The last US and Nato forces are set to finally quit Afghanistan by Sept 11, without being able to rescue thousands of loyal Afghan interpreters before then.
The Biden administration is being urged to accelerate the rescue of thousands of Afghans who helped US and Nato military operations in the past two decades.
“We have a moral obligation to protect our brave allies who put their lives on the line for us,” representative Peter Meijer said during a House hearing last week.
Lawmakers are urging the administration to consider temporarily relocating imperilled Afghans to a safe overseas location while their US visas are processed.
Some have suggested Guam, a remote US island in the Pacific. The tiny island is the westernmost point and territory of the US, nearer to Papua New Guinea than California.
Covering an area of 540 sq km, Guam is an unincorporated territory of the US in Micronesia.
It was used for a similar purpose after the Vietnam War. Kurdish refugees were also taken there in 1996 after the Gulf War.
Guam’s governor recently wrote to President Joe Biden to say the territory was ready to help if needed.
The Biden administration for now is focusing on accelerating a special visa programme for Afghans who helped US operations and pouring resources into relieving the backlog.
“We are processing and getting people out at a record pace,” White House press secretary Jen Psaki said on Wednesday.
Representative Jason Crow recently introduced legislation that would nearly double the number of visas available this year, to 8,000, and ease eligibility requirements, but he said congressional action will not be quick enough to protect the vulnerable from Taliban reprisals.
Even if the legislation passed immediately, the number of visas would fall far short of the estimated 18,000 Afghans waiting to be processed. That figure does not include their spouses and children, who would bring the total to about 70,000 people.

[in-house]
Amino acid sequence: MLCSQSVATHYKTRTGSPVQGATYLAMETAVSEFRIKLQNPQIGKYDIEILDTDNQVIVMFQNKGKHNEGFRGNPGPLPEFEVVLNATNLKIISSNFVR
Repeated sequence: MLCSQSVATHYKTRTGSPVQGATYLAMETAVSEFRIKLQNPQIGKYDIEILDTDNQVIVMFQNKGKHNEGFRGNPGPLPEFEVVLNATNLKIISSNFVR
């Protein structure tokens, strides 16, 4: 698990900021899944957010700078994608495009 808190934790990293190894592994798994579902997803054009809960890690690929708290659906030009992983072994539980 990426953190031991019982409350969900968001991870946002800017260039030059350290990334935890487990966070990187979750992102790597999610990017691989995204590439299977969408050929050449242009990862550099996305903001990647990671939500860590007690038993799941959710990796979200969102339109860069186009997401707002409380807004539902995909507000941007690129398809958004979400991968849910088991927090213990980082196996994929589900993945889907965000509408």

The normal average wait for a visa interview is more than three years but the process has been further slowed by the Covid-19, which has led the US embassy in Kabul to suspend visa interviews.
Crow, a former army ranger who served in Afghanistan, said he prefers the government “evacuate our Afghan partners to a temporary evacuation site where we can safely conduct robust visa processing without threat to applicants’ safety by the Taliban”.
In a statement this month, the Taliban vowed not to attack those who worked for Western interests, urging Afghans to remain at home during the pandemic and warning their ranks against revenge killings.
More than 300 interpreters have been killed in Afghanistan since 2016, according to No One Left Behind, an organisation that advocates on their behalf.
Former army major Matt Zeller said a military evacuation is the only viable option for thousands of Afghans facing threats who have been protected by the presence of US troops.
“I’m only alive because my Afghan, Muslim translator saved my life by killing two Taliban fighters who were about to kill me in a battle,” said Zeller, whose interpreter waited three years for a visa.